The Authority upheld a privacy complaint about a Newshub item showing footage of children being uplifted from their homes by Oranga Tamariki. The Authority considered there was adequate information in the clip to enable identification of the children. While the story carried high public interest, protecting children’s privacy interests, particularly where the children are clearly vulnerable, must be paramount in broadcasters’ editorial decision making. Insufficient steps were taken to protect the children’s identities, and given the highly sensitive and distressing circumstances, the Authority considered the disclosure of footage enabling their identification was highly offensive.
Orders: Section 16(4) – $1500 costs to the Crown
The Authority upheld a privacy complaint about an item on 1 News reporting on residents’ concerns about ‘boy racers’ in a particular Christchurch suburb. It featured an interview with a resident reported as being ‘too scared to be identified’. Close-up footage, including a side-on view of part of her face (unblurred), revealed her demographic, gender, the length and colour of her hair, voice, profile of her nose, clothes, watch, a distinctive ring and the side of her glasses. The Authority found these features enabled identification of the interviewee beyond family and close friends. Their disclosure would be highly offensive to an objective reasonable person in her position, given she participated on the understanding she would not be identified. The Authority was not persuaded the defence of informed consent applied to the breach of the woman’s privacy. The broadcaster maintained the interviewee was comfortable with the item broadcast (and later obtained a note from her to this effect). However, the broadcaster did not provide sufficient evidence the interviewee fully understood she would be depicted in a manner that enabled her to be identified, and gave informed consent for this prior to the broadcast.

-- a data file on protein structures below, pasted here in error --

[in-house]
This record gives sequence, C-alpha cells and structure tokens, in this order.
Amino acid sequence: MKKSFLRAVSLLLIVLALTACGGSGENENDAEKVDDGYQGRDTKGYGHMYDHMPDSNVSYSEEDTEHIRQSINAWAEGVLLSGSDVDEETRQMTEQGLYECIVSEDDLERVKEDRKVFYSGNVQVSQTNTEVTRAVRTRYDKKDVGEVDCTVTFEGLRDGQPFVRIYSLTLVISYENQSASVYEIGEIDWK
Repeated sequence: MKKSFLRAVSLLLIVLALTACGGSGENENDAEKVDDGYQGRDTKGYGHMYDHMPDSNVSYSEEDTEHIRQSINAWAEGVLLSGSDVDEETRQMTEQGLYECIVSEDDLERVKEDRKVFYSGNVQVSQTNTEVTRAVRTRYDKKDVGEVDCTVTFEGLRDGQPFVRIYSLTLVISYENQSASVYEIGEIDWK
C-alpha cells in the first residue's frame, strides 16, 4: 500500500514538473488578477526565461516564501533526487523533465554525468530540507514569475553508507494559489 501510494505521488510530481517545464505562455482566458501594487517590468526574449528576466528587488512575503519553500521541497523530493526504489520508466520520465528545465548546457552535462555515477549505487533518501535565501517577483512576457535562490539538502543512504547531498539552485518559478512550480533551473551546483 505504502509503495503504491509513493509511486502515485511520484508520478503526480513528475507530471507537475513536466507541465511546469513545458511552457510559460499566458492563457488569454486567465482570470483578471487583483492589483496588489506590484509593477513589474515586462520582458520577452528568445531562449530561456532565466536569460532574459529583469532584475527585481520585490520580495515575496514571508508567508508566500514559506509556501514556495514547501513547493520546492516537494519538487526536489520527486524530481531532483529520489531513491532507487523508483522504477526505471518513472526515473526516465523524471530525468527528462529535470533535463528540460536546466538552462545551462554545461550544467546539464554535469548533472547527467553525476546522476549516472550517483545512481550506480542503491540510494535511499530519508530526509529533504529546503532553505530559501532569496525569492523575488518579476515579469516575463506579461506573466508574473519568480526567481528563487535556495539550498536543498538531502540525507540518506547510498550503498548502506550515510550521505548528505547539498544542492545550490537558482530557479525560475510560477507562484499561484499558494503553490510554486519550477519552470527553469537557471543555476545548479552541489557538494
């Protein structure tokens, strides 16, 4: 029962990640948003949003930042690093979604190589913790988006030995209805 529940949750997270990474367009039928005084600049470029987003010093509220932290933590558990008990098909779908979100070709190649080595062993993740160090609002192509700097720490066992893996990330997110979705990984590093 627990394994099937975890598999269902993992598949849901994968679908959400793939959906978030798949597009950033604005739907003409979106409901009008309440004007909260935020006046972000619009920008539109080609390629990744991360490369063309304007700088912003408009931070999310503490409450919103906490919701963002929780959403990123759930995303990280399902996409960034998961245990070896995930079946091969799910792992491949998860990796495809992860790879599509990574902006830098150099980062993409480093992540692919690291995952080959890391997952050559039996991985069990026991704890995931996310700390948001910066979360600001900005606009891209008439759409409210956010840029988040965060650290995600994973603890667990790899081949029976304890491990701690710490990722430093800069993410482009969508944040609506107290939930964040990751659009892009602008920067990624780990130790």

The Authority upheld a complaint about an item on Te Ao Māori News concerning a Northland community’s opposition to the alleged conversion of a neighbouring farm track into a roadway. The Authority found the item inaccurately stated the works undertaken on the roadway were ‘unauthorised’ (and other aspects of the item had contributed to this impression). It was not satisfied the broadcaster made reasonable efforts to ensure accuracy. The item also had the potential to mislead by omission, as it did not tell the other side of the story or include countering comment from the farm owners, which may have altered viewers’ understanding of the situation. The Authority also found broadcasting footage filmed by a third-party of the farm owners on their private property amounted to a highly offensive intrusion upon their interest in solitude and seclusion, in breach of the privacy standard.